Altogether an enjoyable and approachable work that deserves a place in the
concerted recorder repertoire.
I then chose to explore the ‘Five Spring Songs’ which are settings of a
wide range of poets including W.E. Henley, Christina Rossetti, Henry
Vaughan, George Peele and ‘Anon’. These were written in 2011 as a birthday
gift for Wood’s composer and friend Nicolas Marshall. The songs were
designed to reflect ‘nature, birdsong and youth’ rather than ‘age and
advancing years’. I enjoyed the interesting combination of recorder, cello
and harpsichord supporting the stunning soprano voice of Lesley-Jane Rogers.
These songs have no sense of ‘antique parody’, in fact, this particular
ensemble has the effect of making them timeless. The choice of poems is
imaginative: I especially relished Peele’s ‘When as the Eye’, with its
‘strawberries swimming in the cream …’ made famous in Benjamin Britten’s
The Partita for recorder and cello is a ‘pick and mix of character pieces’
composed once again for John Turner. The key elements of this suite are the
evocations of dawn (Aubade) and nightfall (Nocturne). The one is ‘full of
noises, strange sounds’ as the birds perform their reveille and the
other is dark and introverted. The birds in this movement have something of
the night about them. Other pieces include a short, doleful chaconne, a
dynamic capriccio and a rumbustious ‘moto perpetuo’. The Partita was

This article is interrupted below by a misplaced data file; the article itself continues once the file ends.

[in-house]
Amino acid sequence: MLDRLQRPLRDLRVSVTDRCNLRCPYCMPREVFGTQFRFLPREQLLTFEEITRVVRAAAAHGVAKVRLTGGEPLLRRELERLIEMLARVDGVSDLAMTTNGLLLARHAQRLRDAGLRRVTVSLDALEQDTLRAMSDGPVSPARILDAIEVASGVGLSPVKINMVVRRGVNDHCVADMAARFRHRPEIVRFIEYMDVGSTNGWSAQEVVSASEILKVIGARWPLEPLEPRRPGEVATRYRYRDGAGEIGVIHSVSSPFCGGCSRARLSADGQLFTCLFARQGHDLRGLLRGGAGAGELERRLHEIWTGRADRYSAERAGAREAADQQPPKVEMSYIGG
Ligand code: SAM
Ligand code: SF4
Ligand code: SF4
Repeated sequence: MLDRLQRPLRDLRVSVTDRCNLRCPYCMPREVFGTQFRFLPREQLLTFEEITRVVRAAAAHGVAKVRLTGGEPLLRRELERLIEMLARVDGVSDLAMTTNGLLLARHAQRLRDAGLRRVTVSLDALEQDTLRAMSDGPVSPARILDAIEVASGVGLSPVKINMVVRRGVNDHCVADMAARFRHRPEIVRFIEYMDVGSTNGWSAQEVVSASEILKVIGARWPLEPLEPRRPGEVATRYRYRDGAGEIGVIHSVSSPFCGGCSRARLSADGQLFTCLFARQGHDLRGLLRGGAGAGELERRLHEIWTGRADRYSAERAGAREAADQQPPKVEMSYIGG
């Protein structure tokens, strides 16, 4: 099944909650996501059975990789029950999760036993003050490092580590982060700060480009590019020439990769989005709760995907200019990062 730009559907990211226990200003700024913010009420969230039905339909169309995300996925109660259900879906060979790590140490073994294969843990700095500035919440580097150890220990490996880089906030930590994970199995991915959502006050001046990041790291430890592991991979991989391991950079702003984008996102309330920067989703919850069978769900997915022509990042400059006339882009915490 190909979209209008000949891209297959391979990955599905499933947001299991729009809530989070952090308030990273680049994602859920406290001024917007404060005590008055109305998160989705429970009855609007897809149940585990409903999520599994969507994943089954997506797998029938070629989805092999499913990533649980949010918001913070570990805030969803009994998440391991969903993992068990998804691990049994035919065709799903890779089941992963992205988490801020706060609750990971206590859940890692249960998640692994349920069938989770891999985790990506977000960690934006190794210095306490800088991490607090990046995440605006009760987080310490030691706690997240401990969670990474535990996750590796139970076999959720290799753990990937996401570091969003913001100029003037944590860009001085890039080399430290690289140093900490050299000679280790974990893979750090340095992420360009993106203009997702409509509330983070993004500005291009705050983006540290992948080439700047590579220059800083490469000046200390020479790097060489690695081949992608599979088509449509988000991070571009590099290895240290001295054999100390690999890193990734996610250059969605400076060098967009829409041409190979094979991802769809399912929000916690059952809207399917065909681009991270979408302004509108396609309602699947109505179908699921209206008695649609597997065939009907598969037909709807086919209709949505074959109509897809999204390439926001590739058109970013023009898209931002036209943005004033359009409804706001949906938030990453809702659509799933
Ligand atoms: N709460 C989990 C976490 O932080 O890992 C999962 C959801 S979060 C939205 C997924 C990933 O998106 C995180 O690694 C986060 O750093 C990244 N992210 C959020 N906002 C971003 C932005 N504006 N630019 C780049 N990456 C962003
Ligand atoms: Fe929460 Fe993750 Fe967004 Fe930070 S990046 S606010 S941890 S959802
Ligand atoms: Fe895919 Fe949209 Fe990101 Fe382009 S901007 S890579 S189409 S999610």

premiered in 2003 as a part of the Salford Mayfest.
The Two Motets were written for solo soprano with no accompaniment. They
are settings of the well-loved liturgical texts ‘Ave verum corpus’ and ‘Ave
Maria’. There is a simplicity here that is both moving and inspirational.
They are beautifully sung by Lesley-Ann Rogers.
The CD opens with what is the most ‘substantial’ of the three song-cycles
presented here. ‘Sonnets, Airs and Dances’ has six movements and is given
the form of a masque or renaissance cantata. The singer is accompanied by
the recorder and harpsichord. The verses chosen are diverse and include John
Donne’s frankly depressing ‘O my blacke Soule’ which is presented in
declamatory style with no accompaniment. This is followed by a quirky little
forlane for instrumentalists alone. The mood is lightened by the anonymous
‘Come away, sweet Love’ for all the soloists and ‘Now is my Chloris fresh as